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Harold and Kumar go to Comcastle

Save the Internet contests Laws of Physics

By Richard Bennett, 6 Nov 2007

Comment The coalition of the frustrated who comprise Save the Internet! have filed a multi-trillion dollar complaint with the FCC regarding Comcast's blatant exercise of, um, reasonable network management. The key fact seems to be this: if you live in a dream world of secret manipulative forces, evil wizards, fire-breathing dragons, scary ghosts and freaky monsters, the actions of ordinary businesses seem peculiar.

The complaint is a combination of science fiction and group therapy, with generous doses of pure paranoia thrown in.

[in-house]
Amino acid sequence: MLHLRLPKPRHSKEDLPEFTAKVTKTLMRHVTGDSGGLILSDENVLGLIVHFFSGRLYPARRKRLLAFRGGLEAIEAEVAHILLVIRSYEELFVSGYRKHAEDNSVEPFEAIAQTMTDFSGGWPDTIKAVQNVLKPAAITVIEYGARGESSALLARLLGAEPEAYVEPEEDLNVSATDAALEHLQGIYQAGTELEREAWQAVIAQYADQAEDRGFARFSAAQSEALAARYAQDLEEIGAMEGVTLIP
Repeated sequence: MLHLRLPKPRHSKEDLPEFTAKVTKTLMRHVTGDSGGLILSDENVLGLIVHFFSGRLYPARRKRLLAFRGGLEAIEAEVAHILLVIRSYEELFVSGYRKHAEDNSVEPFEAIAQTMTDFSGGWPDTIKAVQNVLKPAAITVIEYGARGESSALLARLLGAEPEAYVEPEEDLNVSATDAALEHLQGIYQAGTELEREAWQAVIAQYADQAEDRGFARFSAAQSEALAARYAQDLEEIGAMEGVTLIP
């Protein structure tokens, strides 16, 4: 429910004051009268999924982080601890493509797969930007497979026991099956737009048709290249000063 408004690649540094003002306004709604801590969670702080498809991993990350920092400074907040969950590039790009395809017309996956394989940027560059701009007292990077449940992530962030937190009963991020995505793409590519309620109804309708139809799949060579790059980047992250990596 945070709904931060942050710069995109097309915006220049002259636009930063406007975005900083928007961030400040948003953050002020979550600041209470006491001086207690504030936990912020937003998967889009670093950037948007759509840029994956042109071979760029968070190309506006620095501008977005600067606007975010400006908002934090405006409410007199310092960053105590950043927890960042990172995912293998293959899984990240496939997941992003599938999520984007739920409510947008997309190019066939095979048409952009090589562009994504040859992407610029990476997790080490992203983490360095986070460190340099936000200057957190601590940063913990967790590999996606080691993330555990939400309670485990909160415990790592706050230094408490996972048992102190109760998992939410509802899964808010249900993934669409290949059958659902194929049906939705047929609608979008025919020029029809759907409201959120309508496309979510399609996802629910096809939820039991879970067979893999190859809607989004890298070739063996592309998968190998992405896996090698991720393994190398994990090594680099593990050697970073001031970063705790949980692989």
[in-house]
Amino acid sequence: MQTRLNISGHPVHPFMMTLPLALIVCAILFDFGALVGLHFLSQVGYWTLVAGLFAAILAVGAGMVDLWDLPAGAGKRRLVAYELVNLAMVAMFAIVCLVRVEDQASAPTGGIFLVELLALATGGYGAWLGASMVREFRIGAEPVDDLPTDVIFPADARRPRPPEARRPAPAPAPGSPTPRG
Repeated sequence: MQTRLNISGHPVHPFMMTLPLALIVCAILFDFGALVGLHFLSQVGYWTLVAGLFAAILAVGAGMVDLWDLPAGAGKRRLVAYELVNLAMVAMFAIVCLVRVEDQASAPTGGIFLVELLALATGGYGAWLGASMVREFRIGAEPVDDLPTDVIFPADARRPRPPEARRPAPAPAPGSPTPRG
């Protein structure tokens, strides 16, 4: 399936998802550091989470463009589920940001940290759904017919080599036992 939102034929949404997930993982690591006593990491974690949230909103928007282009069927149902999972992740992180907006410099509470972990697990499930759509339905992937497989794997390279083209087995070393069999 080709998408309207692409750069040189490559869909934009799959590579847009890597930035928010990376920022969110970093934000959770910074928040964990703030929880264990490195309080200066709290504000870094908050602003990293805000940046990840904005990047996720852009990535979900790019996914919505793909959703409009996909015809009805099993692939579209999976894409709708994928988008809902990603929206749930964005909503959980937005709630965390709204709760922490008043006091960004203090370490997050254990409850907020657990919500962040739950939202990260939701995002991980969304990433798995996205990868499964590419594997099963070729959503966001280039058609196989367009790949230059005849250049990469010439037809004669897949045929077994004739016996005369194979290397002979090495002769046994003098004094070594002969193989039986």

The highlight:

The FCC should act immediately to enjoin Comcast’s secret discrimination and, even before deciding the merits, issue a temporary injunction requiring Comcast to stop degrading any applications.

Secret discrimination? However, the same complaint describes Comcast's network management practices as blatantly violating the FCC’s Internet Policy Statement. So which is it, secret or blatant?

And it gets better. The basis of the complaint is the claim that Comcast discriminates against BitTorrent in particular and Peer-to-Peer file swapping applications in general. The FCC's principles say that customers can run any application they want, and BitTorrent is an application. Hence, limiting the bandwidth P2P can use is breaking the law.

There are only two problems with this line of reasoning:

1) P2P applications aren't the only ones that Comcast throttles. The complaint itself admits that classic ftp has problems when trying to act as a server on the Comcast network, and further charges that Comcast's management has much wider effects: